Investors give bright spark to first Renewable Energy Zones in NSW

Articles Written by Samantha Daly (Partner), Lara Douvartzidis (Associate), Blake Hunt (Associate)

The NSW Government has received a highly positive response from investors following plans to release the first renewable energy zone in New South Wales. The call for proposals received an overwhelming interest from investors, well beyond the proposed 3 GW renewable energy plan, with investor interest totalling 27 GW and valued at $38 billion.

The NSW Government first announced their intention to generate funding for the 3 GW Renewable Energy Zone (REZ) in May 2020, and called for registrations of interest from solar, wind and energy storage companies. With registrations only open until 5 June 2020, the response has been extremely positive in the short timeframe and has encouraged the NSW Government to increase its own investment in the project. Energy Minister Matt Kean MP confirmed that the NSW Government would commit a further $31.6 million, bringing the total budget to over $40 million, four times the original funding proposal.

The Central-West Orana zone program is designed to unlock a pipeline of large-scale renewable energy projects around Dubbo and replace the aging thermal-generation fleet. As the first of three proposed renewable energy zones in NSW forming part of the NSW Government’s Electricity Strategy, the pilot REZ is expected to generate $4.4 billion in investment, create over 450 construction jobs and will be capable of powering 1.3 million homes.

The objective of each REZ is to provide for the coordinated development of new grid infrastructure in energy rich areas, to connect multiple generators (such as solar and wind farms) in the same location. They also provide opportunities for upfront planning and early community engagement. Minister Kean MP has stated the REZ will be “the modern day equivalent of a traditional power station” and will deliver 3 GW of solar and wind generation, which has been identified as the “cheapest type of new reliable generation” by the NSW Government, likely putting downward pressure on electricity prices.

The Central-West was chosen as the pilot REZ due to the variety of approved or planned projects, the low building cost and the strong access to both solar and wind resources in the region. Following implementation of the pilot REZ, the NSW Government also has plans to deliver renewable energy zones in the New England and South-West regions, in line with the Australian Energy Market Operator’s Integrated System Plan.

As at 10 July 2020, Kean MP announced a second REZ to be located in New England, which will have an investment target of 8,000MW. This second REZ is predicted to power 3.5 million homes.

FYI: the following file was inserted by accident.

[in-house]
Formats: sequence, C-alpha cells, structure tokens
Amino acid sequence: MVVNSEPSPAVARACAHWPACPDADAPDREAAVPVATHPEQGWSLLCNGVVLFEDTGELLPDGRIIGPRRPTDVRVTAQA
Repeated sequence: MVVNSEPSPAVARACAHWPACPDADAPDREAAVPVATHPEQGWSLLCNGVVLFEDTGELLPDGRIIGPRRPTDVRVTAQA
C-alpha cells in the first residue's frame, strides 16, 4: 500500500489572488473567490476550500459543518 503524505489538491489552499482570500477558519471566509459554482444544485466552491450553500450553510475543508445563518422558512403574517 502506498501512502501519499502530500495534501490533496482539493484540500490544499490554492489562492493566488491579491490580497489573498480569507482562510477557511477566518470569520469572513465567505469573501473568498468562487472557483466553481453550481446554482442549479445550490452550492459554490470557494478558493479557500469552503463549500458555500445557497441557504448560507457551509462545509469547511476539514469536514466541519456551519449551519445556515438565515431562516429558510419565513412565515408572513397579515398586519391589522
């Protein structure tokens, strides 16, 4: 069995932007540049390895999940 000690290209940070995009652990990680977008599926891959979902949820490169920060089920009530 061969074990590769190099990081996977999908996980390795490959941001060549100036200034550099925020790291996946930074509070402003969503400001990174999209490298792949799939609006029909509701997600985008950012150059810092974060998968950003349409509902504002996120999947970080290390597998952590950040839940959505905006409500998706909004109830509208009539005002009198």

Along with investment funding, the $31.6 million boost from the NSW Government will be used to coordinate the energy deployment with the REZ and help identify locations where further infrastructure is required. It is hoped that this extra funding will allow for a greater strategic coordination of the development to ensure the REZ suits both developers and the local community.

The Energy Corporation of NSW will oversee the development of the REZ, while a $16.2 million feasibility study will be carried out by TransGrid to assess the technical and commercial option of new voltage transmission lines. The Australian Renewable Energy Agency (ARENA) will provide further support to TransGrid, dedicating $5 million in funding for their study in the hope to pave the way for future REZs across the National Energy Market by creating a blueprint for new zones, securing new jobs and cheaper energy.

Construction of the pilot REZ is set to begin in 2022 after extensive consultation with communities. Community consultation will occur both in the strategic planning stage to develop the long-term strategy and objectives for each zone as well as on a project-by-project basis as part of the State Significant Development (SSD) assessment process.

Importantly, the planning approval pathways for REZ projects will not change from the status quo and all projects will be required to prepare environmental impact assessment documentation under the NSW SSD process, and may also require approval from the Commonwealth under the Environment Protection and Biodiversity Conservation Act 1999 (Cth).

Important Disclaimer: The material contained in this article is comment of a general nature only and is not and nor is it intended to be advice on any specific professional matter. In that the effectiveness or accuracy of any professional advice depends upon the particular circumstances of each case, neither the firm nor any individual author accepts any responsibility whatsoever for any acts or omissions resulting from reliance upon the content of any articles. Before acting on the basis of any material contained in this publication, we recommend that you consult your professional adviser. Liability limited by a scheme approved under Professional Standards Legislation (Australia-wide except in Tasmania).

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